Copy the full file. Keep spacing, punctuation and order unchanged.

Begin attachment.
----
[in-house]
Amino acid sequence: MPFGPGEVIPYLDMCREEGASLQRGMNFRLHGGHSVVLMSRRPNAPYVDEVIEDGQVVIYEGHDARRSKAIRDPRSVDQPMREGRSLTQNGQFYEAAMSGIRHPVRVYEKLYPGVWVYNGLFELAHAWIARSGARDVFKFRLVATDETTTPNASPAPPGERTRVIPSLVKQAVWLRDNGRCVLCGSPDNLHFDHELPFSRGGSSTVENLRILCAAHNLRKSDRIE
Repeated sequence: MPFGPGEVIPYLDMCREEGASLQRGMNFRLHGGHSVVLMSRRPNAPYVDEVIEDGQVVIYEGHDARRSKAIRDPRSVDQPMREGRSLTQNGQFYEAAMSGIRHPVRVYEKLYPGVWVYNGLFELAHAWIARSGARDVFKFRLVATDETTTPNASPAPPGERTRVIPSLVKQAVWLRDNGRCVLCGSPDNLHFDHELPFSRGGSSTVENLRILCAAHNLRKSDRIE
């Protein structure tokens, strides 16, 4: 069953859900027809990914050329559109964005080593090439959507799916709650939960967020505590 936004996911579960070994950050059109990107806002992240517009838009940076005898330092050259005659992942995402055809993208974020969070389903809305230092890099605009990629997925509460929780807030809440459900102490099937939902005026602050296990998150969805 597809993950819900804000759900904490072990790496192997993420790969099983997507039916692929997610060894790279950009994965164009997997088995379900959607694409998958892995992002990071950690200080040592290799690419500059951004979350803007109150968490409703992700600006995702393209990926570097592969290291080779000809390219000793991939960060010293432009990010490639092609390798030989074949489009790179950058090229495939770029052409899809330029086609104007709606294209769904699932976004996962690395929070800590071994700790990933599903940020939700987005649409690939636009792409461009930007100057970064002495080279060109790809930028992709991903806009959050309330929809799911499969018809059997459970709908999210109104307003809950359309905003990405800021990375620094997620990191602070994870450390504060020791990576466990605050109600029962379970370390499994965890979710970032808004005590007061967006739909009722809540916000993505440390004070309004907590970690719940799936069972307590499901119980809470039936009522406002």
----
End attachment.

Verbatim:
[in-house]
Amino acid sequence: MPFGPGEVIPYLDMCREEGASLQRGMNFRLHGGHSVVLMSRRPNAPYVDEVIEDGQVVIYEGHDARRSKAIRDPRSVDQPMREGRSLTQNGQFYEAAMSGIRHPVRVYEKLYPGVWVYNGLFELAHAWIARSGARDVFKFRLVATDETTTPNASPAPPGERTRVIPSLVKQAVWLRDNGRCVLCGSPDNLHFDHELPFSRGGSSTVENLRILCAAHNLRKSDRIE
Repeated sequence: MPFGPGEVIPYLDMCREEGASLQRGMNFRLHGGHSVVLMSRRPNAPYVDEVIEDGQVVIYEGHDARRSKAIRDPRSVDQPMREGRSLTQNGQFYEAAMSGIRHPVRVYEKLYPGVWVYNGLFELAHAWIARSGARDVFKFRLVATDETTTPNASPAPPGERTRVIPSLVKQAVWLRDNGRCVLCGSPDNLHFDHELPFSRGGSSTVENLRILCAAHNLRKSDRIE
């Protein structure tokens, strides 16, 4: 069953859900027809990914050329559109964005080593090439959507799916709650939960967020505590 936004996911579960070994950050059109990107806002992240517009838009940076005898330092050259005659992942995402055809993208974020969070389903809305230092890099605009990629997925509460929780807030809440459900102490099937939902005026602050296990998150969805 597809993950819900804000759900904490072990790496192997993420790969099983997507039916692929997610060894790279950009994965164009997997088995379900959607694409998958892995992002990071950690200080040592290799690419500059951004979350803007109150968490409703992700600006995702393209990926570097592969290291080779000809390219000793991939960060010293432009990010490639092609390798030989074949489009790179950058090229495939770029052409899809330029086609104007709606294209769904699932976004996962690395929070800590071994700790990933599903940020939700987005649409690939636009792409461009930007100057970064002495080279060109790809930028992709991903806009959050309330929809799911499969018809059997459970709908999210109104307003809950359309905003990405800021990375620094997620990191602070994870450390504060020791990576466990605050109600029962379970370390499994965890979710970032808004005590007061967006739909009722809540916000993505440390004070309004907590970690719940799936069972307590499901119980809470039936009522406002």